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  • The Playlist
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    Thomas Haden Church Has 'Nothing To Fear,' Teaming Up With Slash For Horror Flick

    Did you know Slash from Guns 'N' Roses has his own horror movie production company? Us neither. Out of all the non-rock entrepreneurial activities of which Slash would participate, we would have put "movie producing" underneath "skydiving with supermodels" and "fried chicken." But here we are -- you're at a computer screen, we're typing it out, and Slash is hanging out with Oscar-nominee Thomas Haden Church, for "Nothing To Fear."

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  • The Playlist
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    TIFF '11 Review: Guy Maddin's 'Keyhole' Beautiful And Brassy...But Frustratingly Sealed

    Let us pause, then, to contemplate the fate and fortunes of the director who does not have his or her eye set on the five-picture deal, the glossy franchise, the production wing in the bungalow offices of some major studio; what becomes of the director who only wants to make art and make it well? Canada's Guy Maddin clearly has no eye on commercial success -- rumor has it that his next feature might actually be in color -- and instead prefers to stand at the edge and peer into the abyss to look for what's next. This is a unique vantage point, to be sure, but it's also perilous if one should fall; "Keyhole" is both too much and too little, a crowded smorgasbord of genre picture tropes and haunted house tricks that leaves your eyes and brain distended with both far too much to absorb and far too little to sustain.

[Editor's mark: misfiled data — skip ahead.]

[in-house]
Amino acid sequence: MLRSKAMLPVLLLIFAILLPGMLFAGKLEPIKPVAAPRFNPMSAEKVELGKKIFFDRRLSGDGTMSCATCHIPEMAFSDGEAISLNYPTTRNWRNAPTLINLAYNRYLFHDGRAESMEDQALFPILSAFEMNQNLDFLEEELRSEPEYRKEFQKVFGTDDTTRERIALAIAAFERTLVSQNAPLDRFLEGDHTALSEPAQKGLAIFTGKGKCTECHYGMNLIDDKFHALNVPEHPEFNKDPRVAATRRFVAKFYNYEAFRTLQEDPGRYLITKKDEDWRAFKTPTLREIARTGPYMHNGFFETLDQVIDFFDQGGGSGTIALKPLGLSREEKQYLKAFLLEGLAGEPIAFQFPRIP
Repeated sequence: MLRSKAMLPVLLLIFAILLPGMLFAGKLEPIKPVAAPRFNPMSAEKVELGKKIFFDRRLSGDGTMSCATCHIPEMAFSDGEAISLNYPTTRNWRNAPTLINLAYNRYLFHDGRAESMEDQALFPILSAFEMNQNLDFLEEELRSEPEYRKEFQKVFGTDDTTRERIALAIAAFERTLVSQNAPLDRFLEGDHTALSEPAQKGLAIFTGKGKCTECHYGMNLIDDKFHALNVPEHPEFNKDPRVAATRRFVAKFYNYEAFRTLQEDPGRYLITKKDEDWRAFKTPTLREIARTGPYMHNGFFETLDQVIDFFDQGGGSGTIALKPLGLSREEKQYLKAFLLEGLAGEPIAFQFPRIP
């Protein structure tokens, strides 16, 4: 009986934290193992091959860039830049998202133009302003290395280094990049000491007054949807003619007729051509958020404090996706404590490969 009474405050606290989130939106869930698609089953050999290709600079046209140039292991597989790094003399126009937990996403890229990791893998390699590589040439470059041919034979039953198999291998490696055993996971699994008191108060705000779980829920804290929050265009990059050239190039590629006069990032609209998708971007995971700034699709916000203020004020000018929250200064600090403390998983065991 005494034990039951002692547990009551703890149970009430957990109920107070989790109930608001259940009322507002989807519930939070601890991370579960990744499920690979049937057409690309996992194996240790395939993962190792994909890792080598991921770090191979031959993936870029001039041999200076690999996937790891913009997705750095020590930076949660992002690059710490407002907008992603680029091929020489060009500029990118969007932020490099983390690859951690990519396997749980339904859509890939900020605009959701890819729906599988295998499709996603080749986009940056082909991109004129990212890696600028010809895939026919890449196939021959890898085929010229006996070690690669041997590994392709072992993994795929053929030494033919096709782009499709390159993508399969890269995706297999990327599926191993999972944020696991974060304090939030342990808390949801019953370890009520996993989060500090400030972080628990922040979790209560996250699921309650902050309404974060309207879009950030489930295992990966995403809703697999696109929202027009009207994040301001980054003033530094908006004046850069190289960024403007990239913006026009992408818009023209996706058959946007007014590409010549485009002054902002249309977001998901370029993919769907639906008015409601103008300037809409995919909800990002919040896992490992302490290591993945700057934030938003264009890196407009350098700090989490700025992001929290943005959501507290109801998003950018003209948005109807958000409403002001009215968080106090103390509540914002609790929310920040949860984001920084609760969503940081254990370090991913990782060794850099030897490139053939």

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  • Thompson on Hollywood
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    TIFF 36 Days One and Two: Melancholia, A Separation, Footnote, Elles, Trishna, Free Men

    TIFF 36 Days One and Two: Melancholia, A Separation, Footnote, Elles, Trishna, Free Men

    Meredith Brody continues her fall cinematic smorgasbord in Toronto.

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  • The Playlist
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    Director Jonathan Levine Talks Title Changes, Pearl Jam & Making Cancer Dramedy '50/50'

    Filmmaker Describes Why They Dropped The Original Title, 'I'm With Cancer' & How They Survived Losing Their Lead Actor 2 Weeks Before ShootingThe words 'Seth Rogen comedy' and 'Oscar-buzz' are not usually found in the same sentence, but that's the situation that "50/50" has found itself in. Based on an autobiographical script by Rogen's pal Will Reiser, it stars Joseph Gordon-Levitt as Adam, a man in his twenties who is unexpectedly diagnosed with cancer, with Rogen (who is also producing) as his best friend, and Anna Kendrick as his psychiatrist/love interest.

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  • The Playlist
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    Fish In A Barrel: 'Sarah Palin: You Betcha!' Acquired By Freestyle Releasing

    On the eve of its premiere at the Toronto International Film Festival, the obnoxiously-titled "Sarah Palin: You Betcha!" has been acquired by Freestyle Releasing. Their aggressive planned strategy involves debuting the film on September 30th in New York and Los Angeles before expanding, though, come on, who are we kidding here? Nick Broomfield, the man behind acclaimed docs "Biggie And Tupac" and "Kurt And Courtney," co-directed with Joan Churchill, and if the trailer to this doc is any indication, they is preaching to the choir.

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  • The Playlist
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    Rachel Weisz Orders The Hot Loki From Behind In New 'The Deep Blue Sea' Poster

    Last time we saw the handsome Tom Hiddleston he was moments from having the Tesseract in his hand at the close of "Thor." It looks like he's gotten his hands on a far more enchanting item in the poster for "The Deep Blue Sea," as he clutches the lovely Rachel Weisz in the throes of passion. Lucky Loki.